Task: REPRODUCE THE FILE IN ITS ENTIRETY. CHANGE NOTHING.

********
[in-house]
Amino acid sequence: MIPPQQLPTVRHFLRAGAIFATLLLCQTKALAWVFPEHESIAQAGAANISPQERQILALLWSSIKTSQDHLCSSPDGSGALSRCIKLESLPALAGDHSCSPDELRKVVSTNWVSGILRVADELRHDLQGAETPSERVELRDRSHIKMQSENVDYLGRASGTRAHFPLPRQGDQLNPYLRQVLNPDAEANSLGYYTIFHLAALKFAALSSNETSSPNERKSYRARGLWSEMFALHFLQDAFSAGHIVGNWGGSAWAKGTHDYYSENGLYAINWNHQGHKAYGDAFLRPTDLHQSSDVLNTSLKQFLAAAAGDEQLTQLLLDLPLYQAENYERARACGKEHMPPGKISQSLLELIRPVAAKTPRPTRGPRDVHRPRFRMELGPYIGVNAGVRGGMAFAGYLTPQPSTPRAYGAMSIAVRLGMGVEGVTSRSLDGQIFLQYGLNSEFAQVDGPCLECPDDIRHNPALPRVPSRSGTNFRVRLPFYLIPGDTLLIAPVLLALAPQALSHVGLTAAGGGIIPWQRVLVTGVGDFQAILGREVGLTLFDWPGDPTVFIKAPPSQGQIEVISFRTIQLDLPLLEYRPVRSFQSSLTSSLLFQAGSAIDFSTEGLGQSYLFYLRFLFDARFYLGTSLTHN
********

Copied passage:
[in-house]
Amino acid sequence: MIPPQQLPTVRHFLRAGAIFATLLLCQTKALAWVFPEHESIAQAGAANISPQERQILALLWSSIKTSQDHLCSSPDGSGALSRCIKLESLPALAGDHSCSPDELRKVVSTNWVSGILRVADELRHDLQGAETPSERVELRDRSHIKMQSENVDYLGRASGTRAHFPLPRQGDQLNPYLRQVLNPDAEANSLGYYTIFHLAALKFAALSSNETSSPNERKSYRARGLWSEMFALHFLQDAFSAGHIVGNWGGSAWAKGTHDYYSENGLYAINWNHQGHKAYGDAFLRPTDLHQSSDVLNTSLKQFLAAAAGDEQLTQLLLDLPLYQAENYERARACGKEHMPPGKISQSLLELIRPVAAKTPRPTRGPRDVHRPRFRMELGPYIGVNAGVRGGMAFAGYLTPQPSTPRAYGAMSIAVRLGMGVEGVTSRSLDGQIFLQYGLNSEFAQVDGPCLECPDDIRHNPALPRVPSRSGTNFRVRLPFYLIPGDTLLIAPVLLALAPQALSHVGLTAAGGGIIPWQRVLVTGVGDFQAILGREVGLTLFDWPGDPTVFIKAPPSQGQIEVISFRTIQLDLPLLEYRPVRSFQSSLTSSLLFQAGSAIDFSTEGLGQSYLFYLRFLFDARFYLGTSLTHN